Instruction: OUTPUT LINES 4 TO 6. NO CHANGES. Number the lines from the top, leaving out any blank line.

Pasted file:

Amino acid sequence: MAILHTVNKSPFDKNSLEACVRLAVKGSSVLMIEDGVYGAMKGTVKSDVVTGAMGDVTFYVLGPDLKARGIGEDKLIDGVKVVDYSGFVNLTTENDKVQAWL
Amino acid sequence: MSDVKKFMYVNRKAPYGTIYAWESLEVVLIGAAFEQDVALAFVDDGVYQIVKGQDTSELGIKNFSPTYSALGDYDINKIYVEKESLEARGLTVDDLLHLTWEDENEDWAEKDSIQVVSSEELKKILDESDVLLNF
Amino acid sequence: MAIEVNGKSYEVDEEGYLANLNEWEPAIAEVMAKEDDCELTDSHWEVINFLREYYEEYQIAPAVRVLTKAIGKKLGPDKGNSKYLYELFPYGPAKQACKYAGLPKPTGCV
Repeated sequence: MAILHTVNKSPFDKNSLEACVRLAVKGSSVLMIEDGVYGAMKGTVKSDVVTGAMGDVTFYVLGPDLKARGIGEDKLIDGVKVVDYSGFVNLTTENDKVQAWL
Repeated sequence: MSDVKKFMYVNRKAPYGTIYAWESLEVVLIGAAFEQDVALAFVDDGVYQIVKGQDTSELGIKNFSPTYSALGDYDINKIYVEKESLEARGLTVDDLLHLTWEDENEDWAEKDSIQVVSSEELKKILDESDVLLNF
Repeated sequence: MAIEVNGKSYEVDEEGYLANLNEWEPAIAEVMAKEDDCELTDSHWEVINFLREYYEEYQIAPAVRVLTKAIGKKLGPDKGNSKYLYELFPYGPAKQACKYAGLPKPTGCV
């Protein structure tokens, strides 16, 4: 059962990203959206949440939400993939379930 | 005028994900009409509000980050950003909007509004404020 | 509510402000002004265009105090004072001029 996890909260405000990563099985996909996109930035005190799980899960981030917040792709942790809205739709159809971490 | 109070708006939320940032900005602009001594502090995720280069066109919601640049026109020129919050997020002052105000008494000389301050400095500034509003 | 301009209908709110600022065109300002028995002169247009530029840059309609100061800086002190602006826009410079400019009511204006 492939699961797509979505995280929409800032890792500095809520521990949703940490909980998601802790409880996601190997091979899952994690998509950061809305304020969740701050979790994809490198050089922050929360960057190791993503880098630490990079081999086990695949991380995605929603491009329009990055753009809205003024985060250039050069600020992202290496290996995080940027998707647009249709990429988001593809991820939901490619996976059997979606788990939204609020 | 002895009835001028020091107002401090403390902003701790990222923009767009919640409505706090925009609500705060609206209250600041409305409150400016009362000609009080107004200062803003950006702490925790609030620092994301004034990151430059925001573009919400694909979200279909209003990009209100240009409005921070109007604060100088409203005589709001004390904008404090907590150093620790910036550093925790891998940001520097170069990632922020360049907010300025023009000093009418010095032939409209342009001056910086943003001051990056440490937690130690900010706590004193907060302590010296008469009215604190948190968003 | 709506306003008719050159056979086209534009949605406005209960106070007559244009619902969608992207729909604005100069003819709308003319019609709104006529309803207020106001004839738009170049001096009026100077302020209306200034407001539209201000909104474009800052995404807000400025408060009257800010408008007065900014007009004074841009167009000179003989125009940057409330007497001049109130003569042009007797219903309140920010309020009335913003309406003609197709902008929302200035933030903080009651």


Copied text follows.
Repeated sequence: MAILHTVNKSPFDKNSLEACVRLAVKGSSVLMIEDGVYGAMKGTVKSDVVTGAMGDVTFYVLGPDLKARGIGEDKLIDGVKVVDYSGFVNLTTENDKVQAWL
Repeated sequence: MSDVKKFMYVNRKAPYGTIYAWESLEVVLIGAAFEQDVALAFVDDGVYQIVKGQDTSELGIKNFSPTYSALGDYDINKIYVEKESLEARGLTVDDLLHLTWEDENEDWAEKDSIQVVSSEELKKILDESDVLLNF
Repeated sequence: MAIEVNGKSYEVDEEGYLANLNEWEPAIAEVMAKEDDCELTDSHWEVINFLREYYEEYQIAPAVRVLTKAIGKKLGPDKGNSKYLYELFPYGPAKQACKYAGLPKPTGCV